Ask More: The Power of Questions to Open Doors, Uncover Solutions, and Spark Change
- By Frank Sesno
- 272 pp.
- Reviewed by Cliff Cumber
- March 29, 2017
A media expert claims a better line of querying can heal social rifts in divisive times.
"Smart questions make smarter people," writes Frank Sesno in the opening line of Ask More: The Power of Questions to Open Doors, Uncover Solutions and Spark Change. Sesno should know. A former CNN journalist and now director of the School of Media and Public Affairs at the George Washington University, Sesno's built a career on questioning the famous and infamous.
Ask More encourages us to defy our fears and tackle those problems that beset us with measured, careful inquiry. At heart, his book's central premise is simple: Intelligent, insightful questions, posed in the spirit of genuine inquiry, lead to intelligent, insightful answers. When it comes to our everyday interactions, he is correct. As Francis Bacon wrote, “such knowledge, itself is power.”
Sesno's overly anecdote-padded book emerged from his own curiosity about whether he and others could be more effective at eliciting information through intentional inquiry, a late-in-life epiphany he had not as a journalist, but due to his position at GW.
"What if we went asking for solutions and posed truly creative questions that could change the world?" Sesno posits. It would be a reasonable question in more reasonable times.
"Technology has revealed endless horizons, but it has also created a quick-hit search-engine culture where a fast answer can obscure deeper inquiry. The polarization of politics, amplified by social media, has fractured civil discourse and infused it with invective instead of dialogue.”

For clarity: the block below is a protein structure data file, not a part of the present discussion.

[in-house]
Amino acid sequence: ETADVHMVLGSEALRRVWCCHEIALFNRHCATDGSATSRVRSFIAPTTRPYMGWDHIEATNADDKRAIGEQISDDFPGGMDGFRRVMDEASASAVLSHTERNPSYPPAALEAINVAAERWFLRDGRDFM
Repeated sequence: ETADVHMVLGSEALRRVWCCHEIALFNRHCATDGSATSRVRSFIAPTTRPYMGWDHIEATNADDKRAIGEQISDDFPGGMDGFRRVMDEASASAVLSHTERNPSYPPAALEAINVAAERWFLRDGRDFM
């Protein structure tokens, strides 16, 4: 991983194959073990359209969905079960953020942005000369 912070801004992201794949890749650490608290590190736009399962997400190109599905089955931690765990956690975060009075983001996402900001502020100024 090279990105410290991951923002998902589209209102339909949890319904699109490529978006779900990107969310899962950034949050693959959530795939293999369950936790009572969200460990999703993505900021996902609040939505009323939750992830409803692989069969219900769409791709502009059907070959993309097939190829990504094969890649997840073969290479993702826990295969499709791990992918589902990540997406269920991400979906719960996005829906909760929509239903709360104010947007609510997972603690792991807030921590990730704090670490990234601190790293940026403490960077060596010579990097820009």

But we live in a post-factual age of unreason. Our siloed opinions are drawn from a narrow band of sources we painstakingly cultivate to deliver only the values with which we agree. We want to be right, even if the cost is truth. In an increasingly black-and-white world, complexity is terrifying, nuance an irritating inconvenience, and never should we have to face the discomforting possibility of discordant opinion. Volume, not knowledge, is power.
It's in the arena of self-help that this book may prove of most use to the average reader — emphasis on “self.” As he interviewed skilled questioners for Ask More, Sesno writes, he "became convinced that a 'taxonomy' of questions, each with its own approach and compelling benefits, could serve as a useful way to think about what and how we ask."
It's that taxonomy — the types of questions we can ask and the approaches to situations in which each technique is most useful — which Sesno lays out over 13 chapters, breaking the interview process down into diagnostic, strategic, empathetic, bridging, and confrontational questioning, to name just a few.
A sampling of questions is offered at the end of the book. Because of that, one of the book's strengths is that readers can determine their own areas of weakness in the questioning process, and can dip into the text to choose which strategy they need for an improved rhetorical skill set.
Where Sesno fails to convince this reader is in his grander claim: the comprehensively transformative effect that would result if we would only inquire in the manner he presents. It's a lofty claim that simply asking better questions will heal the nation when the genie has fled so far from the bottle.
We can all ask better questions, but other than offering a subjective tool to analyze and improve our interpersonal interactions, I doubt Ask More can deliver the universal salve Sesno uses to market his particular brand of panacea. Meaningful discussion relies on both parties accepting — if not agreeing with — a few basic truths.
No one can be compelled to answer truthfully, especially now, when the overwhelming narrative is that personal belief, however much in error, trumps fact, and when the reaction to even modest questioning is to be shouted down with visceral, ad hominem attacks. Facts are of little concern when the lies have become so shameless and frequent.
In the context of the past year, Sesno's claim that "truly creative questions" might offer a way back to a more rational time comes across as a wee bit naive.
Cliff Cumber is a former journalist who now works in communications. He has a long commute and listens to an awful lot of books. Follow him on Twitter at @cgcumber.